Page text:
One of the keys to breaking the current deadlock is to invest in green development for the developing world. Such investments can help bring on board the developing countries for future global climate deals -- a key requirement for Congressional support. Like it or not, developing countries will not agree to help solve a problem they did not cause without significant investments from the major polluters. They need this financing in order to adapt to the effects of climate change, develop their renewable energy infrastructures, and reduce deforestation -- all key elements of any successful global climate deal.

Conservative calculations estimate that the developing world will need at least $150 billion annually through 2020 in order to meet this challenge. Secretary of State Hillary ClintonHillary Diane Rodham ClintonHillicon Valley — Presented by AT&T — NRCC exposes security flaws 2 years after Russia hacks | Google Plus to shut down early | Scathing House report scolds Equifax for breach | McCarthy knocks Google ahead of CEO's hearing Press: Mueller closes in on Trump McCarthy dismisses Dem-led Trump probes MORE, who urges us to address the energy security and climate change crises together, has pledged to help generate $100 billion annually through 2020 with both public and private investments. That would be an important start.

The private sector alone, however, is not up to the task. While there is talk in Congress of a small contribution to the “fast start” global commitment of $30 billion over the next two years, no new massive commitment of U.S. government funds is likely to emerge given our current deficit woes. Washington must, therefore, also look to innovative ideas to attract the private sector by sending price signals, enhancing competitiveness, and reducing risks. Several key environmental, business, faith-based and foreign assistance groups, led by the U.S. Climate Action Network, have come up with five smart, low-cost solutions that can produce substantial revenue. 

First, set aside from any new emissions trading systems can generate new funds for climate finance that is connected directly to the cause of climate change. Whether Congress ultimately decides on a cap and trade system or a carbon tax, a portion of that system should fund climate change. 

Second, the estimated $10 billion in U.S. government fossil fuel subsidies should be eliminated, as well as the additional estimated $4 billion in other subsidies channeled through the U.S. Export-Import Bank, the Overseas Private Investment Corporation, the World Bank, and the regional development banks. Instead, our tax dollars should be helping to build global markets for American clean energy technology. President Obama joined the G20 last year in pledging to eliminate fossil fuel subsidies over time. He must also pledge to re-direct them to climate change financing.

A third proposal would seek revenue from two of the heaviest users of fossil fuels, the aviation and shipping sectors, which to date have been neglected by international agreements. A variety of approaches could be used, including levies on these fuels or sectoral cap-and-trade mechanisms. Ultimately, this mechanism could contribute as much as $35 billion to climate financing by 2020.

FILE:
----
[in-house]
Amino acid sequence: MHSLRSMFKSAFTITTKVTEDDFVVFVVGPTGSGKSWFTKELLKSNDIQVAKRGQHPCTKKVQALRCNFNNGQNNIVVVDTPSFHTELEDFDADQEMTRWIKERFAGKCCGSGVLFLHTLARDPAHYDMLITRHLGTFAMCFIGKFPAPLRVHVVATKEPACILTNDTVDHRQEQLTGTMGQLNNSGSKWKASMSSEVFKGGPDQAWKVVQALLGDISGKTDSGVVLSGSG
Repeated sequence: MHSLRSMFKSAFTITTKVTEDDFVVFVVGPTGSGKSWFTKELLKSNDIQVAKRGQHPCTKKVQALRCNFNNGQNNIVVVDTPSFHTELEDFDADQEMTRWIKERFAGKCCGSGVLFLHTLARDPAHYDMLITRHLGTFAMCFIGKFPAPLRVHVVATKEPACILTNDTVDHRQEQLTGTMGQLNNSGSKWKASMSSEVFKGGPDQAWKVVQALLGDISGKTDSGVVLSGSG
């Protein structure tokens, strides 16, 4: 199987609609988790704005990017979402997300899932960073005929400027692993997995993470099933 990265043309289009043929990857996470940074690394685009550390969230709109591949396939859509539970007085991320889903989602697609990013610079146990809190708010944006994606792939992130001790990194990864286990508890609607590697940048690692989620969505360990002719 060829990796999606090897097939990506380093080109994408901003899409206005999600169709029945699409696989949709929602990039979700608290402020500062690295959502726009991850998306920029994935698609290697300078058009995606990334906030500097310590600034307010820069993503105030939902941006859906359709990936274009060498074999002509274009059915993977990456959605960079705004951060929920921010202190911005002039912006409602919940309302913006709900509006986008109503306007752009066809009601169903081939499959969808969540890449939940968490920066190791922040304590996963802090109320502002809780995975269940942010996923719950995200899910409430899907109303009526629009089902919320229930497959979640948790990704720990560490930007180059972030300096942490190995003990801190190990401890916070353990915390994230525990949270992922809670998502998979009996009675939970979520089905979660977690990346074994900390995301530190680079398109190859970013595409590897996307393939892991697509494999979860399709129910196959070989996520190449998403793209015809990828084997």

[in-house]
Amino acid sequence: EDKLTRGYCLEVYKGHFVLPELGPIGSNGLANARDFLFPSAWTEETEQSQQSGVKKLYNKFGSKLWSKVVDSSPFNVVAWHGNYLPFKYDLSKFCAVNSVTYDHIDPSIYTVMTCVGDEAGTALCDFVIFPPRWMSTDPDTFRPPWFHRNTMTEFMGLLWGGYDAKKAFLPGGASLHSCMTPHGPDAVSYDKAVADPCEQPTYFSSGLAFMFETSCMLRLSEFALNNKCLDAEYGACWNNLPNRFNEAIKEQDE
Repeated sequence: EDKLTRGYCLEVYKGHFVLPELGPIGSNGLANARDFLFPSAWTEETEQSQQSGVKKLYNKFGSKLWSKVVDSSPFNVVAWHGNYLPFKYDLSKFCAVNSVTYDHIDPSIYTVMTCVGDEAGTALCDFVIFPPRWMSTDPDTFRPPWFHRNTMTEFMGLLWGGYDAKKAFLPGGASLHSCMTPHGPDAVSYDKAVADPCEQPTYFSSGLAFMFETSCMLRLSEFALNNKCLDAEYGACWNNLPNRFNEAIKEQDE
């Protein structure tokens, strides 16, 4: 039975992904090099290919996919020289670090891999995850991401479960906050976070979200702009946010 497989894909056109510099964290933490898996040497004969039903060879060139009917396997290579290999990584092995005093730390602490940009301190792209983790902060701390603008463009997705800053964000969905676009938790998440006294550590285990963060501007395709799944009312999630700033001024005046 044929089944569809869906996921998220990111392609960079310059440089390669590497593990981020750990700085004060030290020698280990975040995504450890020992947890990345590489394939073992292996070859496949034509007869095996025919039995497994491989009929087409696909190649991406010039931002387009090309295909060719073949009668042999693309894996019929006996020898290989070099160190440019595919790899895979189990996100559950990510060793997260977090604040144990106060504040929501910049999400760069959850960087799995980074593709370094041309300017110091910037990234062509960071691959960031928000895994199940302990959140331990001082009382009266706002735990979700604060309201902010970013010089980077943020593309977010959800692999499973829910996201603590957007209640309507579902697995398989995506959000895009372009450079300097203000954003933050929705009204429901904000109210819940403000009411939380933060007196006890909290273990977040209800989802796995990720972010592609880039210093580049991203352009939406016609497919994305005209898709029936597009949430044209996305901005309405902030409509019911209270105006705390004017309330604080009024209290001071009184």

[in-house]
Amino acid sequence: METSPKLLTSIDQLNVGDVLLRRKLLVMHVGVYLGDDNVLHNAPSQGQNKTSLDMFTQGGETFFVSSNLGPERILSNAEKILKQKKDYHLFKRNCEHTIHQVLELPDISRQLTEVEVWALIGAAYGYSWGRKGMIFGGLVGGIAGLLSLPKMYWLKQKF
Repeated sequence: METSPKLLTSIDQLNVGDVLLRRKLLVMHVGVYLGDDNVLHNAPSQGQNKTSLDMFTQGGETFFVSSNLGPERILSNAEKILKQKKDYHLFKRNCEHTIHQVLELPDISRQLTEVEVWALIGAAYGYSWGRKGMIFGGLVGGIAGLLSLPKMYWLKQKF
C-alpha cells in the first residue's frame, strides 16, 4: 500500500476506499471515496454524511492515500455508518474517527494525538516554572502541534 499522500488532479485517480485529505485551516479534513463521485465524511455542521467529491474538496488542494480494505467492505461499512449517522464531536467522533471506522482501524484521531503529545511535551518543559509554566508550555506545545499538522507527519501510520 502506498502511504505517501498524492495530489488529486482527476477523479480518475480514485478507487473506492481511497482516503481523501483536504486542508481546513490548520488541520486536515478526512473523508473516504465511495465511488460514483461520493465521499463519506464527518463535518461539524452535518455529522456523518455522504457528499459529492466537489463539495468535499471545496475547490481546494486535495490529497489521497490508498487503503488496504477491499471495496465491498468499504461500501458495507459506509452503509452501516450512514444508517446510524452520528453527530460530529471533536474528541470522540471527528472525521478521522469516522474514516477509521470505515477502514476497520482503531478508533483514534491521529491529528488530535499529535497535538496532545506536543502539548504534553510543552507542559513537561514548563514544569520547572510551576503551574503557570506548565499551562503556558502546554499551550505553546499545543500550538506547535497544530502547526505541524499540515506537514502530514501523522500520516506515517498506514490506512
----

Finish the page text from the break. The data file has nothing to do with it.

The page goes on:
Fourth, the use of Special Drawing Rights could generate significant revenue as well, perhaps $100 billion annually through 2020. These are reserve assets issued by the International Monetary Fund to member countries in proportion to quotas based on each member country’s relative weight in the global economy. Special Drawing Rights could be used to collateralize a Green Fund or be converted into cash that would be used for climate purposes. Prominent financiers are behind this proposal, and the Fund recently issued a favorable report on the idea.

Lastly, a Financial Transaction Tax could be placed on large, international financial transactions, possibly raising as much as $175 billion a year. This proposal would entail a “tiny” levy on international financial transactions, such as currency exchanges, stock and bond trades.

 Each of these will take strong leadership from the White House and Congress. But support is beginning to build. Significant sections of the business, labor, faith-based, environmental and foreign assistance communities support these options. Congress is also focusing on the issue. Rep. Pete Stark (D-Calif.) has introduced legislation which calls for the institution of a currency transaction levy for financing climate change and global health solutions. The Chairman of the Subcommittee on Asia, the Pacific and the Global Environment, Congressman Eni F.H. Faleomavaega, held a hearing in late July during which the issue of climate finance was discussed. And last year, along with a comprehensive emissions trading system, the House of Representatives passed a cap on aviation and shipping fuel suppliers.

To meet the challenge of our dual energy and climate crises, the administration should build on this growing support and promote these innovative financing options at home and abroad.  Further delay will only heighten our already daunting economic and foreign policy challenges.

Nancy E. Soderberg is president of The Connect U.S. Fund and a former Ambassador to the United Nations. She testified on July 27 on this issue before the House Committee on Foreign Affairs Subcommittee on Asia, the Pacific, and the Global Environment.